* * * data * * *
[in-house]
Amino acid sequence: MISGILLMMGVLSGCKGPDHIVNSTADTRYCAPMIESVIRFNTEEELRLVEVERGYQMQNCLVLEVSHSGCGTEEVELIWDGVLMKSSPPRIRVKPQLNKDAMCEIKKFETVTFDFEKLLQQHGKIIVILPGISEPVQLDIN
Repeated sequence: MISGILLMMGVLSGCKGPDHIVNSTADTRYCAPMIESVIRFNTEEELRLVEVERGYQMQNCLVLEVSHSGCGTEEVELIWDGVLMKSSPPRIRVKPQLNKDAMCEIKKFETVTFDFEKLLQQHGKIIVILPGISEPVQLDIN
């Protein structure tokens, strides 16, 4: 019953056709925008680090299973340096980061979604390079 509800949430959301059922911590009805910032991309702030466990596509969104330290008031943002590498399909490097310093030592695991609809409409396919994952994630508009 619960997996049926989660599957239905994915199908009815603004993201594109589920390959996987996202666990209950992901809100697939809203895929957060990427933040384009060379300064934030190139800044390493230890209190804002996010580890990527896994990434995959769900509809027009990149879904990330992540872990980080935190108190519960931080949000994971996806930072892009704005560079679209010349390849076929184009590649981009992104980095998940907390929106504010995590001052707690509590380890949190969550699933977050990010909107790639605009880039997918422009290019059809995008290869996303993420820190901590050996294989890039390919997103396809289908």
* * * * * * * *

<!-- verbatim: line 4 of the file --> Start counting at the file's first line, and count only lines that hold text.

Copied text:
């Protein structure tokens, strides 16, 4: 019953056709925008680090299973340096980061979604390079 509800949430959301059922911590009805910032991309702030466990596509969104330290008031943002590498399909490097310093030592695991609809409409396919994952994630508009 619960997996049926989660599957239905994915199908009815603004993201594109589920390959996987996202666990209950992901809100697939809203895929957060990427933040384009060379300064934030190139800044390493230890209190804002996010580890990527896994990434995959769900509809027009990149879904990330992540872990980080935190108190519960931080949000994971996806930072892009704005560079679209010349390849076929184009590649981009992104980095998940907390929106504010995590001052707690509590380890949190969550699933977050990010909107790639605009880039997918422009290019059809995008290869996303993420820190901590050996294989890039390919997103396809289908």